You probably know LA rockers AWOLNATION from their hit 2011 single “Sail”… but what if they had never released it? That was the question on frontman Aaron Bruno’s mind when he started writing Angel Miners & The Lightning Riders, the band’s fourth LP. “I wanted to act as if I had no success before and really prove myself all over again,” he told Billboard. The result is an album that blends the electronic energy of Megalithic Symphony and Run and the soul and sincerity of Here Come the Runts, with some surprises along the way.
AWOLNATION has a knack for choosing stellar first tracks, and on Angel Miners & The Lightning Riders, they keep up the tradition. “The Best” has all the electric tension of an anime theme song; it’s fast-paced, aspirational, inspirational. “I just wanna be the… best!”, Bruno repeats in the chorus. Every time, the dun-dun of Zach Irons’ guitar punctuates his words like an exclamation point. The punchy single will definitely make its way onto plenty of workout playlists.
“Slam (Angel Miners)” is a bit more avant-garde, as evidenced by its animated, alien-themed music video. What are “angel miners,” you ask? According to an interview Bruno conducted with Guitar.com, they’re “fictitious characters” who personify evil, locked in a perpetual battle with the morally upright “lightning riders.” The song’s verses, uttered in a fashion that evokes spoken word poetry, don’t reveal much else about the concept, but they’re fascinating nonetheless. “Me and my angel/Dancing on a ship/Party with the vultures/We can coexist,” Bruno intones over an infectious beat. His language may be cryptic, but it’s evocative. When he sings, “Rain, rain, blurry eyes,” in the chorus, you can almost see him standing on a precipice, shouting into a stormy sky.
“Mayday!!! Fiesta Fever” features the record’s first guest star: Alex Ebert. Given his past with Edward Sharpe and the Magnetic Zeros, one might expect the song to have a folksier vibe, in the style of Here Come the Runts. Instead, it’s a danceable rock track that’s chaotic enough to warrant all three of the exclamation points in its title. “All I wanna do is play rock and roll, play rock and roll at a disco party,” Bruno starts, calling to mind the jubilant ethos of Skrillex’s “Rock N’ Roll (Will Take You To The Mountain)” without the aid of a single dubstep sound. When quarantine season is over, this one’ll surely stir up concert crowds.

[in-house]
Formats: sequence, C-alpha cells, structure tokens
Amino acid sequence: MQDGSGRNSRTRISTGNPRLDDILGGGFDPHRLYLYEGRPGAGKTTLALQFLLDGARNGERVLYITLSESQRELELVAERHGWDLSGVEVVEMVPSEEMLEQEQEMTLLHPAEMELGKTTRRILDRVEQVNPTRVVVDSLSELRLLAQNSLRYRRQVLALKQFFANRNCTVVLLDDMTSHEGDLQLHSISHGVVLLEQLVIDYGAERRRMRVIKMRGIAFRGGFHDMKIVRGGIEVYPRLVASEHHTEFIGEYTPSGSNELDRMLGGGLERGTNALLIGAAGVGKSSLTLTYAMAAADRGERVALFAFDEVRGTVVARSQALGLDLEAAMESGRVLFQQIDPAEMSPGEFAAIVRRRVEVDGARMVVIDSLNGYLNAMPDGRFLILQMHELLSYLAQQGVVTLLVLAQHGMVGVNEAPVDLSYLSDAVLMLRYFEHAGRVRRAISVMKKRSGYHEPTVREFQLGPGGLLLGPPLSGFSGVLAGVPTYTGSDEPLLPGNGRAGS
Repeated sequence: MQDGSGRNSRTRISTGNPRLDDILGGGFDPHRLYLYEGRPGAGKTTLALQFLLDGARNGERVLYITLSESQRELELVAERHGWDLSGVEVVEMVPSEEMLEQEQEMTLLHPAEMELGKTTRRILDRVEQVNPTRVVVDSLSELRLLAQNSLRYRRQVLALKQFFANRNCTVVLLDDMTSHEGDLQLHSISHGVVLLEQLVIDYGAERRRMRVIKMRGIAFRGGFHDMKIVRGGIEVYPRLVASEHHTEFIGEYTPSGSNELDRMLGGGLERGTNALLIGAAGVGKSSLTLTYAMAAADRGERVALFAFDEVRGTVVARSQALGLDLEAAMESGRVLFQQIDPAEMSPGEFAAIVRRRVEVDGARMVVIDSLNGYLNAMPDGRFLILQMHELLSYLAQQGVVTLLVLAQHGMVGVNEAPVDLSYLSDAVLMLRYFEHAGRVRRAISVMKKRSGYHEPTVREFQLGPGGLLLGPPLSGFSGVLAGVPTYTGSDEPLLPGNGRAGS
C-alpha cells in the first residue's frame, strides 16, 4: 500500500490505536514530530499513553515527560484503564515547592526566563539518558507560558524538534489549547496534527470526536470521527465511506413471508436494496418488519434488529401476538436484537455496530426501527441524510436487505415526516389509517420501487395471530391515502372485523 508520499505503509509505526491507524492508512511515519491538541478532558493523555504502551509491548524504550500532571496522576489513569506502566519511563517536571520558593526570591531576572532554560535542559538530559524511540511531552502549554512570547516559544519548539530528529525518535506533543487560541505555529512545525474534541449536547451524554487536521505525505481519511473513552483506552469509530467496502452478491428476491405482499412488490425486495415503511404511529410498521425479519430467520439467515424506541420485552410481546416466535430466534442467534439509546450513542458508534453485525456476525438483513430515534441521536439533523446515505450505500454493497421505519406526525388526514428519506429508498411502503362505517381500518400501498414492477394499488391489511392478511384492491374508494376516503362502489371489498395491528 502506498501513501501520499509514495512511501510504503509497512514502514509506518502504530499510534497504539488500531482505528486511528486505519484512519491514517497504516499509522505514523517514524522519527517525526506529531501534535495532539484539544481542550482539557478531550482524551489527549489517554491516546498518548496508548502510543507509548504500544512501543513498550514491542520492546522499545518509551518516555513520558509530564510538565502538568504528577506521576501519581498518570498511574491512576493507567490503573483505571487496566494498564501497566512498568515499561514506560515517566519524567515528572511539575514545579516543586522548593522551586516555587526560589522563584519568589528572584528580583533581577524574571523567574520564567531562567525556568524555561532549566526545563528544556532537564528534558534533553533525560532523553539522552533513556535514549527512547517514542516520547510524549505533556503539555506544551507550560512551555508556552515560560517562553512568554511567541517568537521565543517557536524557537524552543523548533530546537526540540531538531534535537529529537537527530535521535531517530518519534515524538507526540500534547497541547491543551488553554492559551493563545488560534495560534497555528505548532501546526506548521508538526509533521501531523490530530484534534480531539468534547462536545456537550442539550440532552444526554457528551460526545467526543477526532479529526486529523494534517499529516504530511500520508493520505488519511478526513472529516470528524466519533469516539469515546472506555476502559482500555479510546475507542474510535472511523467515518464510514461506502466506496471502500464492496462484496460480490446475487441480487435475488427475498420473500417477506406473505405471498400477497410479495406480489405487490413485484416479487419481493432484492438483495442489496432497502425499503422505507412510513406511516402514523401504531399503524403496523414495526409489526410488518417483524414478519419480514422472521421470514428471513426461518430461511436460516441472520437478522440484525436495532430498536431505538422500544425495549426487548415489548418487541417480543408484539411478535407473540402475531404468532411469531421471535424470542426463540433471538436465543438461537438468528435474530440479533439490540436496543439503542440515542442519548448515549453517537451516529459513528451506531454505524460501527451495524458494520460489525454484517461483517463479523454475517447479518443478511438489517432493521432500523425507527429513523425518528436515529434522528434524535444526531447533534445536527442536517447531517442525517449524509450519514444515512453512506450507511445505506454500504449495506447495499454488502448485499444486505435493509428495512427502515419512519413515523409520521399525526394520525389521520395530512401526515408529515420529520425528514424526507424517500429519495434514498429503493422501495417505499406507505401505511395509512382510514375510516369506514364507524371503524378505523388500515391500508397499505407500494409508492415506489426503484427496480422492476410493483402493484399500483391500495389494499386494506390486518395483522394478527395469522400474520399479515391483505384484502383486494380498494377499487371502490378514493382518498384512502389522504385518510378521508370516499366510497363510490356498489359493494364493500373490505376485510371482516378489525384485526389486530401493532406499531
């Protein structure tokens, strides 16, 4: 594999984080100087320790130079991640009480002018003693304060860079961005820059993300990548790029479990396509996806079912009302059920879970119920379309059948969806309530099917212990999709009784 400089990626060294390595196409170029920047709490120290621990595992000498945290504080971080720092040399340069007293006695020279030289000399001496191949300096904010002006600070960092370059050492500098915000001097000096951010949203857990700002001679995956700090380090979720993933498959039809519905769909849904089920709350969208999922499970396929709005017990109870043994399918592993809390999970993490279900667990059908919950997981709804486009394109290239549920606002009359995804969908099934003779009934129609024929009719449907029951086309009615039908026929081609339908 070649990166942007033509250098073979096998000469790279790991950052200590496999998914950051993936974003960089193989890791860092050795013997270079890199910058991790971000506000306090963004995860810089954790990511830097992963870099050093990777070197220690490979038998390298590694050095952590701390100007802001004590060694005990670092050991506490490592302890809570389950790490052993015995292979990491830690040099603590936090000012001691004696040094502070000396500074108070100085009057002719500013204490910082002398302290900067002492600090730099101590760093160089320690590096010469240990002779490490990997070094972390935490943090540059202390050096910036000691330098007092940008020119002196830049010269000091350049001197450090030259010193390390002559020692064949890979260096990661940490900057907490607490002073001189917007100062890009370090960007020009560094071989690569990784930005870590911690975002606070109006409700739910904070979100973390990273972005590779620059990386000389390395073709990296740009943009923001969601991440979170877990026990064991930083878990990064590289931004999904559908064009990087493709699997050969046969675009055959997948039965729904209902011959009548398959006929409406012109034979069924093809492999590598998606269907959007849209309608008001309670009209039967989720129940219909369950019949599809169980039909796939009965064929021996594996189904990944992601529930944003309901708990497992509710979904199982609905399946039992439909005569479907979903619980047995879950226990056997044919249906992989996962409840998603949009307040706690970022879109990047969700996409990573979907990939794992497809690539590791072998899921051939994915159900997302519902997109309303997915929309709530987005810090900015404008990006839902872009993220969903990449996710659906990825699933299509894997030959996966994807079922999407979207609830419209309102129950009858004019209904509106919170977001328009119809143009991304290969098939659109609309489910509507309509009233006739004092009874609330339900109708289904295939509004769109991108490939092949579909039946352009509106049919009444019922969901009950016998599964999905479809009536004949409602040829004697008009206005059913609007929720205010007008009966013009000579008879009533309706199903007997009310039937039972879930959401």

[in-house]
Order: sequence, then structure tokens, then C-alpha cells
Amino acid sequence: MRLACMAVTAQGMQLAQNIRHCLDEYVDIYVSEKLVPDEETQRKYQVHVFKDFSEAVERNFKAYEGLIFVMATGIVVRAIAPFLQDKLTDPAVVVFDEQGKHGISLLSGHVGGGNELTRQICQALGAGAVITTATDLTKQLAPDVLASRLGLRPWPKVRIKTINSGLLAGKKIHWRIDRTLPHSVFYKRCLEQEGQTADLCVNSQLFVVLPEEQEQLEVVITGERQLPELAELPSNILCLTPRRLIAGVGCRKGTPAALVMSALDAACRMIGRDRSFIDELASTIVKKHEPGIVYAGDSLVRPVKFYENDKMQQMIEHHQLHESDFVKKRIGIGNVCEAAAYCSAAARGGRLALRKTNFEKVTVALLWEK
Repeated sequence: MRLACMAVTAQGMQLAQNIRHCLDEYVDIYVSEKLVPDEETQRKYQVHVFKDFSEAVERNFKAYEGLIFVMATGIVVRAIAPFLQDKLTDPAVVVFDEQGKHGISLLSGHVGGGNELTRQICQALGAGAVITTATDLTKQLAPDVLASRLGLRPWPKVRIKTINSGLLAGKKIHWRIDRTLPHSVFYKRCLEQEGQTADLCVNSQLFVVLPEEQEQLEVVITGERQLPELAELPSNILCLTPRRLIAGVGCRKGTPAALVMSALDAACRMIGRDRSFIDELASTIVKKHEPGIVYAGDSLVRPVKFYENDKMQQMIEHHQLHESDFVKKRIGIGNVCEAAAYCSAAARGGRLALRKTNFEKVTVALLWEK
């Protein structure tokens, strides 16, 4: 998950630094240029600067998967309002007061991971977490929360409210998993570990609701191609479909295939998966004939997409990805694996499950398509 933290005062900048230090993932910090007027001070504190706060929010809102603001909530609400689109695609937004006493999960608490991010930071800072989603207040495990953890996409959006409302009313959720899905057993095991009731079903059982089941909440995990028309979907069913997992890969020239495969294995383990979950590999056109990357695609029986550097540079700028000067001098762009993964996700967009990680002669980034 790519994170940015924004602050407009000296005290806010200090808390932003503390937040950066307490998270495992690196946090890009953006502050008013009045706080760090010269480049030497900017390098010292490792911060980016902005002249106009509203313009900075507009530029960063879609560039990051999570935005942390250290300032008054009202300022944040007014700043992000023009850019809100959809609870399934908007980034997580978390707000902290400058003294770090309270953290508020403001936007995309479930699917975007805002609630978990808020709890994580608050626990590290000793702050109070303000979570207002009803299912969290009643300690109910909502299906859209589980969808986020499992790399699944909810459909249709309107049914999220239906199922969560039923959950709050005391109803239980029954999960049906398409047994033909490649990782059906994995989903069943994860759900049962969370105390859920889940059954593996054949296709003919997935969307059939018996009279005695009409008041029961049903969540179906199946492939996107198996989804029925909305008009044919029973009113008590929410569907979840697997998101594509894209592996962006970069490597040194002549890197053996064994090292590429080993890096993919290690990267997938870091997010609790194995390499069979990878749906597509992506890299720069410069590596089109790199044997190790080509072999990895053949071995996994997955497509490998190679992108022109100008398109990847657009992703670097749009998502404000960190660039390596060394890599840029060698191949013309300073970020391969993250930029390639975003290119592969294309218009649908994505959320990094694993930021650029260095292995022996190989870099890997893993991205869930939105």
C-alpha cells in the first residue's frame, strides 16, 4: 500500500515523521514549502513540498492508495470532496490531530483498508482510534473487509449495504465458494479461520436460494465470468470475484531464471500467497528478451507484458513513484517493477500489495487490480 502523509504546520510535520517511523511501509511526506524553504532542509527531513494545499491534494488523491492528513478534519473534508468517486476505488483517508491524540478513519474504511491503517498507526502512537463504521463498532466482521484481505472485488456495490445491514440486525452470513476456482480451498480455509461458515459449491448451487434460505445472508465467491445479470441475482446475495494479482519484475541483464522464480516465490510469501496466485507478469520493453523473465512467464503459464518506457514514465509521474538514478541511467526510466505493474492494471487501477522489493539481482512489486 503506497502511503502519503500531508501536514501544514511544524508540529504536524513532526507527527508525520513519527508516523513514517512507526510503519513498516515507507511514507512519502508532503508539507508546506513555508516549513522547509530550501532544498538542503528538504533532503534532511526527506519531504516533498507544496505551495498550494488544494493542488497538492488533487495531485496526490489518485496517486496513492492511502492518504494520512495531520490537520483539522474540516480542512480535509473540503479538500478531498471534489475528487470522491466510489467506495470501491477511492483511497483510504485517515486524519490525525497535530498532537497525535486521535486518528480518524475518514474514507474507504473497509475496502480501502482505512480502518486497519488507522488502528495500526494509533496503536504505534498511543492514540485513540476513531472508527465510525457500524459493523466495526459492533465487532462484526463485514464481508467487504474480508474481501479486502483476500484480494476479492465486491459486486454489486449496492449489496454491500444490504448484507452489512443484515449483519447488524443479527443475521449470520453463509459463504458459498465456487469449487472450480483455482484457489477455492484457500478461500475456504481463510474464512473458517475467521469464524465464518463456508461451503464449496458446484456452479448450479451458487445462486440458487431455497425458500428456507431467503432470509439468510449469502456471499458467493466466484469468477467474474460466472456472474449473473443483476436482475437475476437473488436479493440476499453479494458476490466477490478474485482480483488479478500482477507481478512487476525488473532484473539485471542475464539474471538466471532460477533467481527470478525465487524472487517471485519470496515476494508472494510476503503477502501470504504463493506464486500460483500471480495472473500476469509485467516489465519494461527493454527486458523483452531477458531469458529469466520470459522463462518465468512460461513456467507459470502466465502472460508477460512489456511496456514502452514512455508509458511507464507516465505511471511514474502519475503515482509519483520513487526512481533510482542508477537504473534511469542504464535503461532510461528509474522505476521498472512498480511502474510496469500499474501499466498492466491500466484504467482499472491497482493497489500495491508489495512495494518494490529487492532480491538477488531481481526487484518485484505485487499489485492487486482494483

The rest of the album moves a bit more slowly, but it still boasts plenty of highlights. “California Halo Blue” is more than just a welcome addition to the treasure trove of songs about the Golden State—it’s a sober reflection on the 2018 Woolsey Fires, which destroyed Bruno’s recording studio. Backing vocalists sing the chorus an octave up, giving the song a gorgeous ethereal feel. “Pacific Coast Highway in the Movies,” the second West Coast anthem on the album, deals with a more quotidian crisis: heartbreak. Rivers Cuomo of Weezer joins the band here, sounding as brooding as ever. The ballad’s got a charming old-school feel; in fact, it’s not hard to imagine an alternate arrangement of it as a doo-wop song. When Cuomo and Bruno harmonize in the song’s finale, singing “Do you belong?”, something magical happens; after all, what California dreamer hasn’t stared into the stars and asked the same question?
The album ends with a strange, but memorable pairing: “Half Italian” and “I’m a Wreck.” The former shows Bruno shouting over the plunking of piano keys, trying to exorcise his inner demons. Sometimes he’s vulnerable: “I’m emotional, maybe too emotional/But I love you.” Other times, he takes on a flippant tone: “I’m sorry, man/God darn it, gosh damn.” “I’m a Wreck” is just as earnest as its title suggests. The song starts simply: no synths, no beats, just soft vocals and a guitar. “I am in my head forevermore/I am in my head,” Bruno chants, contemplative. Then cinematic strings usher in a crescendo, and he’s singing about a tender moment with a lover in a park… but the track doesn’t end there. Drums pound as he begins a new refrain: “Fake motherfucker! You know who you are!” When the noise dies down, he proclaims, “Angel Miners and the Lightning Riders!” as if taking a bow at the end of a show.
Who wins the mythical war? It’s unclear—but either way, it’s evident that AWOLNATION is refusing to stay stagnant. Let’s hope they continue to play with new sounds, structures, and styles as they rock into their second decade.